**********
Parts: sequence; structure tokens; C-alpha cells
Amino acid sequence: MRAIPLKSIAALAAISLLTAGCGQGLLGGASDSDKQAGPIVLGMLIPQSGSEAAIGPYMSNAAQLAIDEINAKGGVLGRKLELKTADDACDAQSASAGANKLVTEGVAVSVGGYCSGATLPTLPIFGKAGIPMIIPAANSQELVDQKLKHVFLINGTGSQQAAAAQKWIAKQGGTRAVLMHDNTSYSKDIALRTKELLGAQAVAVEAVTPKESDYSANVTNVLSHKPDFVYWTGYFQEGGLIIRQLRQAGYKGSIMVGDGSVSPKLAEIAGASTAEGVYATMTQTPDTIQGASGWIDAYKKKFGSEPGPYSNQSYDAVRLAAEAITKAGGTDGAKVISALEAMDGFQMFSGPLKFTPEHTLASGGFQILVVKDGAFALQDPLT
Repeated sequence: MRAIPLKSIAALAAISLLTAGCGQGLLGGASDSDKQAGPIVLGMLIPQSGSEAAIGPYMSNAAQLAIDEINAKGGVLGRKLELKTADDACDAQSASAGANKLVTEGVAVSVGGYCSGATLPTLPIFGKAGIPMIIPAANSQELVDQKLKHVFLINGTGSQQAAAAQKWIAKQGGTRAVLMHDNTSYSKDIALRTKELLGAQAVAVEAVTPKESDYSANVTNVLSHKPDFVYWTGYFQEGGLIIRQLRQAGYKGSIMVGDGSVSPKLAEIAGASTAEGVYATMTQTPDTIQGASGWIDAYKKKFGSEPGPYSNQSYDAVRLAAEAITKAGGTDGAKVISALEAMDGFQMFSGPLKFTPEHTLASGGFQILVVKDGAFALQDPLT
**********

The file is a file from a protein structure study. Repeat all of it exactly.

Parts: sequence; structure tokens; C-alpha cells
Amino acid sequence: MRAIPLKSIAALAAISLLTAGCGQGLLGGASDSDKQAGPIVLGMLIPQSGSEAAIGPYMSNAAQLAIDEINAKGGVLGRKLELKTADDACDAQSASAGANKLVTEGVAVSVGGYCSGATLPTLPIFGKAGIPMIIPAANSQELVDQKLKHVFLINGTGSQQAAAAQKWIAKQGGTRAVLMHDNTSYSKDIALRTKELLGAQAVAVEAVTPKESDYSANVTNVLSHKPDFVYWTGYFQEGGLIIRQLRQAGYKGSIMVGDGSVSPKLAEIAGASTAEGVYATMTQTPDTIQGASGWIDAYKKKFGSEPGPYSNQSYDAVRLAAEAITKAGGTDGAKVISALEAMDGFQMFSGPLKFTPEHTLASGGFQILVVKDGAFALQDPLT
Repeated sequence: MRAIPLKSIAALAAISLLTAGCGQGLLGGASDSDKQAGPIVLGMLIPQSGSEAAIGPYMSNAAQLAIDEINAKGGVLGRKLELKTADDACDAQSASAGANKLVTEGVAVSVGGYCSGATLPTLPIFGKAGIPMIIPAANSQELVDQKLKHVFLINGTGSQQAAAAQKWIAKQGGTRAVLMHDNTSYSKDIALRTKELLGAQAVAVEAVTPKESDYSANVTNVLSHKPDFVYWTGYFQEGGLIIRQLRQAGYKGSIMVGDGSVSPKLAEIAGASTAEGVYATMTQTPDTIQGASGWIDAYKKKFGSEPGPYSNQSYDAVRLAAEAITKAGGTDGAKVISALEAMDGFQMFSGPLKFTPEHTLASGGFQILVVKDGAFALQDPLT